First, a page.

As the eight chosen areas begin to pilot the 30-hour free entitlement from this month, some settings are introducing new policies such as charges and limiting flexibility.
York nursery Polly Anna's, along with the rest of the city's participating settings, is getting a boosted £4 per hour for each three- and four-year-old child.
However, the funding does not cover the services the nursery provides, and the setting is deploying what owner Ken McArthur claims is a ‘model strategy’ for tackling the financial shortfall.
Working families claiming the entitlement will be given the choice of signing up for one of two packages, with the first being a 52-week service offering 22 funded hours a week.
This package comes with an ‘additional services charge’ of £16.50 each week, which includes healthy meals and guaranteed sessions until children leave for school.
The second package is a 38-week completely free service offering 30 funded hours per week, with no meals provided and no guarantee of an ongoing place.
The latter sticks to the letter to the Government's view of what a basic service is, according to Mr McArthur.
‘I'm trialing this way [the first package] of being able to provide the 30 hours, because when I consulted with parents they said they wanted the service I provide over 52 weeks a year,’ he said.
‘This is more expensive, because guaranteed sessions are more expensive.
‘In making the offer, I have tried to provide a service which gives my parents the service they want, but in a way which complies with the rules and regulations on offering funded hours.
‘It's parental choice whether to go for one or another.
‘For a working family, the Government offer is a pretty poor offer.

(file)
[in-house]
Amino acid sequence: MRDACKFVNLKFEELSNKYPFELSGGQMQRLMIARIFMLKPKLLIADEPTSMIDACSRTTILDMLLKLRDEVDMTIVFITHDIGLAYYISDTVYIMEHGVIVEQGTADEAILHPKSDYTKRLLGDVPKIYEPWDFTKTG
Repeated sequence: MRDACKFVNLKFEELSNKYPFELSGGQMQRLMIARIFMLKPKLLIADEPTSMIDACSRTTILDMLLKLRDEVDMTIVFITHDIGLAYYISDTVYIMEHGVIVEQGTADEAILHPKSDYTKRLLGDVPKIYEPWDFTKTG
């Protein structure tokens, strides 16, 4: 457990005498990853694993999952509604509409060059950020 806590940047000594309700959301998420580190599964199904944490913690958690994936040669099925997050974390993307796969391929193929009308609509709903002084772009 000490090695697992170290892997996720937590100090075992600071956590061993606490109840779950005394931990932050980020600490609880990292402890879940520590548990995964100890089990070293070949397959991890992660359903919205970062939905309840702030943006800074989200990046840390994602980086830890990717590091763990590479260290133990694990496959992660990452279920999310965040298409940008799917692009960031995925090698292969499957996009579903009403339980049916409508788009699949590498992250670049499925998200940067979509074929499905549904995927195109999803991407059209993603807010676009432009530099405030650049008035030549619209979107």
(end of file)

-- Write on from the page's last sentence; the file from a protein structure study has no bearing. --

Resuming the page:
‘None of my parents have signed up for that offer.’
The nursery boss, who also chairs the National Day Nurseries Association's regional network, said most of his parents have been using Polly Anna's since their children were babies, and want to keep their children's places so that they can make concrete arrangements for returning to work.
Should they wish to take up the second, pared-back offer, Mr McArthur explained that parents must cancel their existing contracts guaranteeing their children a place and apply for a ‘completely free place’.
These will be granted subject to availability, and will need renewing on a termly basis.
The alternative does not fit in with their working lives, because they work more than 38 weeks a year, he added.
Mr McArthur continued, ‘Daycare centres have been trying to provide all the services that they think parents need and I totally agree that to provide all these services, there needs to be a fee. I accept that the Government shouldn't pay for the things that parents [say they] need – the meals, the guaranteed bookable sessions.’
So far, all his category one places are full, so should any new parents wishing to take up the entirely free places wish to apply, they will be turned away.